Position: 77.021 N 51.731 W
Elevation: 2390 m
Distance today: 309 km
Total distance: 1838 km
Hours kited: 13h30
False start: Yesterday we had moved camp by 300 m wrote Mika. But this was not even the end of this frustrating day. The wind picked up during the night and we packed up our stuff and got going in the coldest hours. After 5 km, the security of my Speed 3 19 m2 released without reason during a short halt to change my face mask, and the lines got tangled up while the kite was on the 5 th line. The time I had sorted my lines Mika had gotten cold feet, we were tired from waiting the entire day, and set camp for a second time, after only 5 km (74.293 N 49.847 W). Misery.
We got up rather late, knowing that the best was to be expected during the following night. The wind was a little stronger than we expected and we started on 10 m2 with 21 m lines, but extended them quickly to 33 m after 40 km. The wind was not only stronger, but its direction was also much more favorable than the last days - more easterly - and we were quickly making ground. At our first real break after 140 km we already knew, that there was everything to make a good distance. Yet we also very badly needed it. Marc had made it very clear that our best bet is to reach 78 N by wednesday, if we wanted to avoid getting buried again by weak winds.
The kilometers were now flying by quickly at speeds around 30 km/h for most of the time. We got thirsty in the dry air, and when we made a short stop to drink a cup of tea at 240 km, we already felt, that we could make a nice distance. In the early morning hours, the wind turned to the south, and we were happy to stop for some sleep after a finish with tailwinds, and our longest distance ever so far.
We had started out on a flat surface with accumulations of soft snow here and there. During our progression, these wavelets got more frequent giving the impression of skiing on a frozen ocean. Soon we encountered shark finned sastrugies bumping our sleds around, and raising our worries for their contents. At the end of the night the wavelets and sastrugies ceased to big, long undulations every now and then, yet still to frequent to always avoid them, making our huge sleds jump seemingly effortlessly, as if they were weightless.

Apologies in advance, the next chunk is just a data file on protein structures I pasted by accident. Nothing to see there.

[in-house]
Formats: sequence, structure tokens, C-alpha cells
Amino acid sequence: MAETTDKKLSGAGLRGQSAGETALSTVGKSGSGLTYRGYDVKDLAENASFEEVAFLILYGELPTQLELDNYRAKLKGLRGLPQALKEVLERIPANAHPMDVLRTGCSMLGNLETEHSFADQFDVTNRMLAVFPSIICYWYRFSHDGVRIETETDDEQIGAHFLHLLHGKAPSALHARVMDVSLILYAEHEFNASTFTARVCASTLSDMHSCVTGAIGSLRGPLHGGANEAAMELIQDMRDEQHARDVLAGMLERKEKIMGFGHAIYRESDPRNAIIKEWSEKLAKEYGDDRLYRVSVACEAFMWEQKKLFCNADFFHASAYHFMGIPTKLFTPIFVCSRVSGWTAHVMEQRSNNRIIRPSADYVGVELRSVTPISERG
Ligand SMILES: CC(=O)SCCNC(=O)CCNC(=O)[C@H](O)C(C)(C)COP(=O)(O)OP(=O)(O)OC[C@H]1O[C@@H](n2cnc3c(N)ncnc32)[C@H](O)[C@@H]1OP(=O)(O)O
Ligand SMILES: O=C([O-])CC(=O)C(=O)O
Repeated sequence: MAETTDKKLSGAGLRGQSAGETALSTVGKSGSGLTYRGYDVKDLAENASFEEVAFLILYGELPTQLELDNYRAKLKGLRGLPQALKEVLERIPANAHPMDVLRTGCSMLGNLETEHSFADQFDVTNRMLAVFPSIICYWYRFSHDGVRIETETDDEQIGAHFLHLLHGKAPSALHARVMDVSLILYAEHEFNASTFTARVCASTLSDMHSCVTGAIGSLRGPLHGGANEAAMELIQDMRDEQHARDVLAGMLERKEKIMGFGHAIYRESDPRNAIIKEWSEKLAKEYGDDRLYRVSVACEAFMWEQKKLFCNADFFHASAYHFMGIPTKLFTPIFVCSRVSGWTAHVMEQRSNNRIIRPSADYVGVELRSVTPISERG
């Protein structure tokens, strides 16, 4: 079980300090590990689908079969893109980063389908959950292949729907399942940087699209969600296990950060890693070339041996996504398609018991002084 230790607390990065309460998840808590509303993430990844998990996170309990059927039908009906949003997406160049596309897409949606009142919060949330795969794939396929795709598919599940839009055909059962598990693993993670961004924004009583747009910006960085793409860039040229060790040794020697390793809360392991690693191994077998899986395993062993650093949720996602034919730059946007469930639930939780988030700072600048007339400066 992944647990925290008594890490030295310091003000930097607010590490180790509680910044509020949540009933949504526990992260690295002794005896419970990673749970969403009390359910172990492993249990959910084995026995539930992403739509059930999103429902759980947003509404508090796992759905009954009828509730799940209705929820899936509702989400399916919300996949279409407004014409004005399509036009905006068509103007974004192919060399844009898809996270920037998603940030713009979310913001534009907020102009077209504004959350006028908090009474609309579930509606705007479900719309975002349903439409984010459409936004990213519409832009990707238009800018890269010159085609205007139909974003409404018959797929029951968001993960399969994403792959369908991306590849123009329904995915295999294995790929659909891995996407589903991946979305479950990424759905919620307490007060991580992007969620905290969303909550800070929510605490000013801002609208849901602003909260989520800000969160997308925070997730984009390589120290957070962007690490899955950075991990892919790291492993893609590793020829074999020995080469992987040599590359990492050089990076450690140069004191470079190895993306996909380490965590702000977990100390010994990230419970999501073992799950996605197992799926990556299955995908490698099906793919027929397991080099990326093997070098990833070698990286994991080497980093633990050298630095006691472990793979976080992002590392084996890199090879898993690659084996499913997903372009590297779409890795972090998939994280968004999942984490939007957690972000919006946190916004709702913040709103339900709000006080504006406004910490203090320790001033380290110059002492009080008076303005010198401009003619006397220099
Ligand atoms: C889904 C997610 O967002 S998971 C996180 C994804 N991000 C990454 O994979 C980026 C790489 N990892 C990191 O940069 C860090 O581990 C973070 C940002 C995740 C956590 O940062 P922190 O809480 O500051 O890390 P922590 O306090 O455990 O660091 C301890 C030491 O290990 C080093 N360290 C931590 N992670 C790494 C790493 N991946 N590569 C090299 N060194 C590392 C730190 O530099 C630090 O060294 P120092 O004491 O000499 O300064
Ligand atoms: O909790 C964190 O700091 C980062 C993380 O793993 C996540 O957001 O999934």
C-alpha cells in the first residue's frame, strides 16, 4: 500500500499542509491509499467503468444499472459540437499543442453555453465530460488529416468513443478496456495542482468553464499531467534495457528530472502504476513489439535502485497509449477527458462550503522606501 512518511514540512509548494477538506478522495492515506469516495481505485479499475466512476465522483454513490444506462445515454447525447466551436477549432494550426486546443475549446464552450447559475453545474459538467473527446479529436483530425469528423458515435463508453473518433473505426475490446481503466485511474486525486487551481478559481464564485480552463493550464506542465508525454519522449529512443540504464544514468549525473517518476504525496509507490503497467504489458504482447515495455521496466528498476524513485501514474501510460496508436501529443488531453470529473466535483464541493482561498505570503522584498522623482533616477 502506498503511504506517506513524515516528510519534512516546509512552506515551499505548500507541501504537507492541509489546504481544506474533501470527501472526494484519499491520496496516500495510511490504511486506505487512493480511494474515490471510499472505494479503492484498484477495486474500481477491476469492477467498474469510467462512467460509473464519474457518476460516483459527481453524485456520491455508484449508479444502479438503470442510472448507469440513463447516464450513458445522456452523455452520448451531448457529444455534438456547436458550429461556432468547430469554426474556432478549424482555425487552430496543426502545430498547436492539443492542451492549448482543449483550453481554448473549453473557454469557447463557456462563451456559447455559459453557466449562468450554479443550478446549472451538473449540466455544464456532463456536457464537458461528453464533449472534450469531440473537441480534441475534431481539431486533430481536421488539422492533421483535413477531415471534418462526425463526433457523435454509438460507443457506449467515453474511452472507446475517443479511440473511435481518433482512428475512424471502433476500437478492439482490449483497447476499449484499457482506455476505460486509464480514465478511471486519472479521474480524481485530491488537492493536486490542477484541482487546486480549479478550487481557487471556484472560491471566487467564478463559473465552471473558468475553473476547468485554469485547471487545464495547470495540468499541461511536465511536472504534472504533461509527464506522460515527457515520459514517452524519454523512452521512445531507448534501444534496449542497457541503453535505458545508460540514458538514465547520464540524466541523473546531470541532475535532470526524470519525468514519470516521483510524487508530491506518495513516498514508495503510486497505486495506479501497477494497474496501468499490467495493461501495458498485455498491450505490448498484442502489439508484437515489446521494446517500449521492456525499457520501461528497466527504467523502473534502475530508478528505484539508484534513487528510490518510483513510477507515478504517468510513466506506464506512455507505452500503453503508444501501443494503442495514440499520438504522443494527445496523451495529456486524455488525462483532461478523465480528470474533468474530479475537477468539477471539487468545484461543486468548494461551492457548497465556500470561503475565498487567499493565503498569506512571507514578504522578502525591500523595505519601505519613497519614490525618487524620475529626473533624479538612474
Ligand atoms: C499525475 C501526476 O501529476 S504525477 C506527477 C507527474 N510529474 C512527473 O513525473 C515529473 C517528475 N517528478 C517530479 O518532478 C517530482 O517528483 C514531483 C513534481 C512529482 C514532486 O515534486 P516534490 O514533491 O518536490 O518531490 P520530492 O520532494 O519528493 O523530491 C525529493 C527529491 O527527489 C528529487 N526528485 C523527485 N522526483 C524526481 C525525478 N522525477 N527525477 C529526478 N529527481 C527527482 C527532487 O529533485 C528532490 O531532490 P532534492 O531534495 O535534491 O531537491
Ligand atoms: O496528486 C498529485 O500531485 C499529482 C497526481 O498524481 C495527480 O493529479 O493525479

We have passed the latitude of Pitufik Airbase, from where the USA continuously maintained planes equipped with nuclear warheads in the air during the cold war - ready to strike. It happened what had to happen, one of the planes burned and crashed on the pack close to the base. Conspiration theories still speculate whether all nuclear inventory was recovered after the accident.
We are also only a few kilometers short of the latitude of another curious location of cold war history: Camp Century (77.1833 N 61.1333 W). An underground village in the ice featuring everything including a church and nuclear power station. Seriously. The story of Camp Century is definitely worth a search on the internet. You may find an account and a propaganda video, on the moment when the reactor was made critical for the first time. Weird, but strangely entertaining. The reactor has since then been removed and the camp was left to the ice a long time ago. When it was visited several years later, the ice had already started to crush its galleries.
One needs to see it in the context of this period. The time when I was in elementary school already saw the first anti nuclear movements. But the technical books for little boys of my uncles childhood still envisioned nuclear power everywhere. In ships, for space travel, for airplanes, and for cars!
When we made camp, the nuclear power source at the center of our solar system illuminated the driving snow -pushed by an invisible force over the surreal ice desert - with the glow of the early morning light. Its visible rays are for a good part at the origin of this very same force pushing our kites. They illuminate our solar panels, allowing us to communicate regularly. Nuclear, but very differently.
P.s. The two first tent spills go on my account... :
1)Toothpaste contains water - and freezes. I must have warmed inhomogeneously before using it. Uponpressing on it, it popped open on the wrong side, covering me with its precious white contents, while still nothing went on the toothbrush. Regards to Phillipe Battu who must just have returned from his own expedition to Liverpool Land.
2) When leaning back for some last relaxation before packing up and heading out, I tipped over the bowl of coffee, that was supposed to make this an enjoyable moment. Regards to "flat bowl" Thierry.